Stanleybet's Athens staff can be forgiven for finding the antics of local law enforcement bemusing – first the authorities, acting on a complaint by the state supported OPAP monopoly, closed down the shop and detained employees. Then the courts seemed confused and the "suspects" were released and the shop re-opened. But in the latest news from the Greek capital it appears that the shop has again been shuttered.
The problem is rooted in uncertainty in Greek courts about the validity of running a gambling monopoly in conflict with European Union principles of free movement of goods and services between member states. Along with nine other EU members, the Greeks have been warned by the European Commission regarding the unacceptability of excluding companies from other EU nations from the national Gambling market, a course that ultimately could see them hauled before the European Court of Justice.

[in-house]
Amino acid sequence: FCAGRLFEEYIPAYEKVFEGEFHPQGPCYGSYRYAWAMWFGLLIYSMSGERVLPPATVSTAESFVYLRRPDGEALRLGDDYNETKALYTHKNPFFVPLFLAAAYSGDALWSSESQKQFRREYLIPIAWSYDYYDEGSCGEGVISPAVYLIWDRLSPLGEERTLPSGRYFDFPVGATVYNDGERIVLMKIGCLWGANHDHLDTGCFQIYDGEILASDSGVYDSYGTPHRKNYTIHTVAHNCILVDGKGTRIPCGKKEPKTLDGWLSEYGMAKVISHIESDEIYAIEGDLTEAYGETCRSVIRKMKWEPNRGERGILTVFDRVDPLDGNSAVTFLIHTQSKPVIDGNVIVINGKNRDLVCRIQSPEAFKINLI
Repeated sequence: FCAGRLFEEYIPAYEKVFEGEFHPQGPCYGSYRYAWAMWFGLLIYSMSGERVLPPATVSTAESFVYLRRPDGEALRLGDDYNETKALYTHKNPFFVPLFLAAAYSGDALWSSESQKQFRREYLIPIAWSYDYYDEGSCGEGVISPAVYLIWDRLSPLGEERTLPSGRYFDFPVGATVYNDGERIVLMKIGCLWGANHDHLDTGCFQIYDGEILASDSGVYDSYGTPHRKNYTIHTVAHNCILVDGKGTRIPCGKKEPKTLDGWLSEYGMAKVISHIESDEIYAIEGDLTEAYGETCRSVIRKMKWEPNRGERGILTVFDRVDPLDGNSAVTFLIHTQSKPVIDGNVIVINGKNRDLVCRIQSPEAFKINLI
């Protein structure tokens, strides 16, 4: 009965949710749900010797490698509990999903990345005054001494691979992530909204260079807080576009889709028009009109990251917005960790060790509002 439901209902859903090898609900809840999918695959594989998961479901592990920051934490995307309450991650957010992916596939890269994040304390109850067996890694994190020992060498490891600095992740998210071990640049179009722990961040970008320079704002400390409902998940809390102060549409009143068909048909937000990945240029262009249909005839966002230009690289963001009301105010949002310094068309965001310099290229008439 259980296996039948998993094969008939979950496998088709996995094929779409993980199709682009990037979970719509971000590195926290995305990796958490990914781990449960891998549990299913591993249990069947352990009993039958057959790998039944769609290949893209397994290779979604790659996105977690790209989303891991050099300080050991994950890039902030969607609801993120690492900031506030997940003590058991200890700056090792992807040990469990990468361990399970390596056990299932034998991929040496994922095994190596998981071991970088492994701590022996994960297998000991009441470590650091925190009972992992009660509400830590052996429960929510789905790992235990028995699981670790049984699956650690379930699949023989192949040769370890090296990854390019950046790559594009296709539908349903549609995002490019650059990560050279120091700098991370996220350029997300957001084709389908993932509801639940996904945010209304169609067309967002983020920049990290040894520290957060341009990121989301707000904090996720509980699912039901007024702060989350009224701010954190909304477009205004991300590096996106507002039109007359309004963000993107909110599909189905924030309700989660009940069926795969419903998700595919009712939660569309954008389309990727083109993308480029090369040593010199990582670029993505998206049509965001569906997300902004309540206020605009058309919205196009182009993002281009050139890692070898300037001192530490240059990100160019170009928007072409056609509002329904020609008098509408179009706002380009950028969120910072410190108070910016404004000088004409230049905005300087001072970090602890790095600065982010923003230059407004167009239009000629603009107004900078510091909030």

Last week the Greek Council of State – the highest administrative court in the nation – reviewed the issue at the request of major EU gambling groups affected by the issue and excluded from obtaining Greek licenses. The Council of State recommended that OPAP’s monopoly be referred to the European Court of Justice and opined that the state’s refusal to allow EU-licensed sports betting operators to do business in the country conflicts with EU law.